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Oromia: The Gadaa System – Why Denied Recognition to Be a World Heritage? February 9, 2014

Posted by OromianEconomist in Africa, Culture, Development, Dhaqaba Ebba, Economics: Development Theory and Policy applications, Environment, Gadaa System, Humanity and Social Civilization, Ideas, Irreecha, Kemetic Ancient African Culture, Nelson Mandela, Nubia, Omo, Oral Historian, Oromia, Oromiyaa, Oromo, Oromo Culture, Oromo First, Oromo Identity, Oromo Nation, Oromo Social System, Oromo Sport, Oromummaa, Qubee Afaan Oromo, Self determination, Sirna Gadaa, The Oromo Democratic system, The Oromo Governance System, The Oromo Library, Theory of Development, Uncategorized, Wisdom.
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Odaa Oromoo

‘It is quite long overdue to register Gadaa as a world heritage… ‘If it is inscribed as UNESCO’s world heritage it will be the source of historical pride not only for the Oromo people but also for all peoples of Ethiopia, Africa and the whole world at large. It will also be a center of attraction to the world tourists who would come to see and enjoy the Gadaa system’s tangible and intangible values. Tangible heritages are the age old Gadaa centers like; Hora Arsadi, Oda Nabe, Oda Bulluqi, Oda Bultum, Oda Makoo Billi, Gumii Gayyoo in Borana and many others in western, central, eastern and southern #Oromia. It also includes reverences and ornaments of rituals, the Bokku, the Caaccu and Kalacha. Intangible heritages are ideas, thoughts and the worldview of Abba Gadaa elders, women, men and the youth as members of the Gadaa system.’ Read @http://allafrica.com/stories/201209210569.html?page=3

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Gadaa Oromo Democracy: Three Approaches to the Study of African Society September 27, 2012

Posted by OromianEconomist in Africa, Ancient African Direct Democracy, Culture, Finfinnee, Gadaa System, Humanity and Social Civilization, Irreecha, Kemetic Ancient African Culture, Oromo, Oromo Culture, Oromo First, Oromo Identity, Oromo Nation, Oromo Social System, Oromummaa, Self determination, Sirna Gadaa, State of Oromia, The Oromo Democratic system, The Oromo Governance System, Uncategorized.
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These closely related books reveal the many creative solutions an African society found for problems that people encounter when they try to establish a democratic system of governing their affairs. In much of what has been written about Africa, the common image is that of people governed by primitive customs and practices, in which only feudal roles of elders, kings, chiefs, sultans, and emirs have been acknowledged by Western observers. Little is ever shown of indigenous African democratic systems, under which there is distribution of authority and responsibility across various strata of society, and where warriors are subordinated to deliberative assemblies, customary laws are revised periodically by a national convention, and elected leaders are limited to a single eight-year terms of office and subjected to public review in the middle of their term. All these ideals and more are enshrined in the five-century old constitution of the Oromo of Ethiopia, which is the subject matter of these books.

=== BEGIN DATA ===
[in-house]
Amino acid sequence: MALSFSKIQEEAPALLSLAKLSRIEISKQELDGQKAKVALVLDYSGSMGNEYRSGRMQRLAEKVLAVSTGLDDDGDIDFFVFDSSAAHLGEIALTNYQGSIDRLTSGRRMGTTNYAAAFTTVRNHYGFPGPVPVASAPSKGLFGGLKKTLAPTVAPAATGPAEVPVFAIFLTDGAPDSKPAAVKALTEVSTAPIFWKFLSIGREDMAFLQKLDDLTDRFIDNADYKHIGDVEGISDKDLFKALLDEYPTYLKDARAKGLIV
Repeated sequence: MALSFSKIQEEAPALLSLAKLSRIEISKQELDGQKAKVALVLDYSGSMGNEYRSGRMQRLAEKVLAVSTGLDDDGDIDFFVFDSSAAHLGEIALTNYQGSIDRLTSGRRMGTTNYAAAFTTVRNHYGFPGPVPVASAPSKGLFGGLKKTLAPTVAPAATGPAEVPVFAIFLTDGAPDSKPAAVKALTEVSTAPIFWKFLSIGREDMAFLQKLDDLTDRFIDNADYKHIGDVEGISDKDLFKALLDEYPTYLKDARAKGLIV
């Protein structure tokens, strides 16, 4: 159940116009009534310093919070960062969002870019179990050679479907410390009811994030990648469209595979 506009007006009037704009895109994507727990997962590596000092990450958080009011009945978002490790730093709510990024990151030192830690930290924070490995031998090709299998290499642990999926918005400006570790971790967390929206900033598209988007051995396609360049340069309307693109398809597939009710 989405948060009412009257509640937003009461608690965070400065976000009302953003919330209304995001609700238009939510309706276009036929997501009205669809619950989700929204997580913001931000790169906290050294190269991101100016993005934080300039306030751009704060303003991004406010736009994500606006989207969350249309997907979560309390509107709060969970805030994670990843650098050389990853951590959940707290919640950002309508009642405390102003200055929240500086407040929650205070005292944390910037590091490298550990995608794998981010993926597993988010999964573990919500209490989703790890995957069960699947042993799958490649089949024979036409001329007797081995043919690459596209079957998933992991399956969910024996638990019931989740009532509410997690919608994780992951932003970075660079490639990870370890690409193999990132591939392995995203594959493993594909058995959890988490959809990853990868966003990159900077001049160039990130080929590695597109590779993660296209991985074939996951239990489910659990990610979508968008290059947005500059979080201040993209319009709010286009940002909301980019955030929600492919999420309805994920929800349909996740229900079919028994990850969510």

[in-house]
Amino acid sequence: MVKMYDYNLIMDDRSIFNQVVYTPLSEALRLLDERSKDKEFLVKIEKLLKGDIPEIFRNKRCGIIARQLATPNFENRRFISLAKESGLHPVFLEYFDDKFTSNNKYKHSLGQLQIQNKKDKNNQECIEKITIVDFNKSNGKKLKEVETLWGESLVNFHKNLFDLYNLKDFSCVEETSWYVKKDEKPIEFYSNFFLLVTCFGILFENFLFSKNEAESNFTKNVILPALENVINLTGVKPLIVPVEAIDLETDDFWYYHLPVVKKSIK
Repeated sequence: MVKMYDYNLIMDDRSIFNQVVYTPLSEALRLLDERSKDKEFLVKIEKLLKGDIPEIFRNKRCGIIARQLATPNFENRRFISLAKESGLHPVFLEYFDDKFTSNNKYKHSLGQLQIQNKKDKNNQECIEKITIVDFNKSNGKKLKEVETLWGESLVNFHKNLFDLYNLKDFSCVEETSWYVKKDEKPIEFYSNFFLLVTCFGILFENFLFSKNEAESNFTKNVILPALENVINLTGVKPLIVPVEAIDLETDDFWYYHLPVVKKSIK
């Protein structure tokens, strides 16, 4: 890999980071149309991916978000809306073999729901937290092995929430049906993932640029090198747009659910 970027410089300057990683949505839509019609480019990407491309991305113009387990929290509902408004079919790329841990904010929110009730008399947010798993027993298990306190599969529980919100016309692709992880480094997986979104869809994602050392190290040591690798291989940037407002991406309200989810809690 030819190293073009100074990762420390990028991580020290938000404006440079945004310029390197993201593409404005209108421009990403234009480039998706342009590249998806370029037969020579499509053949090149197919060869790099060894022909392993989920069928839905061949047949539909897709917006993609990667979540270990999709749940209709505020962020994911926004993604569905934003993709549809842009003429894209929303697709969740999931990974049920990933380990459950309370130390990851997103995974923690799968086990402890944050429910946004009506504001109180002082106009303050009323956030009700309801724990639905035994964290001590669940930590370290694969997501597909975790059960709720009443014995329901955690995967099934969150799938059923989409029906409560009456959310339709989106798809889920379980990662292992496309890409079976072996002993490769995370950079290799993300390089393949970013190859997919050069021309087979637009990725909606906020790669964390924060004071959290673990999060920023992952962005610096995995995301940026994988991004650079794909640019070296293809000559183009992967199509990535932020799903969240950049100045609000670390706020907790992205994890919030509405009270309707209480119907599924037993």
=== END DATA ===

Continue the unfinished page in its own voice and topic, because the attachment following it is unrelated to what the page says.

In these books, Legesse brings into sharp focus the polycephalous or “multi-headed” system of government of the Oromo, which is based on clearly defined division of labor and checks and balances between different institutions. Revealing the inherent dynamism and sophistication of this indigenous African political system, Legasse also shows in clear and lucid language that the system has had a long and distinguished history, during which the institutions changed by deliberate legislation, and evolved and adapted with time.’ Amazon Books &

 — At Finfinnee, Oromian Young Generations Literally Collections.
http://gadaa.com/OromoStudies/wp-content/uploads/2013/02/HistoricalSignificancesOfOdaaWithSpecialReferenceToWalaabuu2013

Review of ‘Oromo Democracy: An Indigenous African Political System.’ By Asmarom Legesse

Oromo Democracy: An Indigenous African Political System. By Asmarom Legesse.  Trenton, NJ: Red Sea Press, 2006, 296p, 10 figures, 8 pictures. $ 29.95 paperback. ISBN 1-56902-139-2. 
Introduction

http://oromopress.blogspot.co.uk/2011/12/review-of-oromo-democracy-indigenous.html?m=1

http://www.readperiodicals.com/201203/2672718591.html

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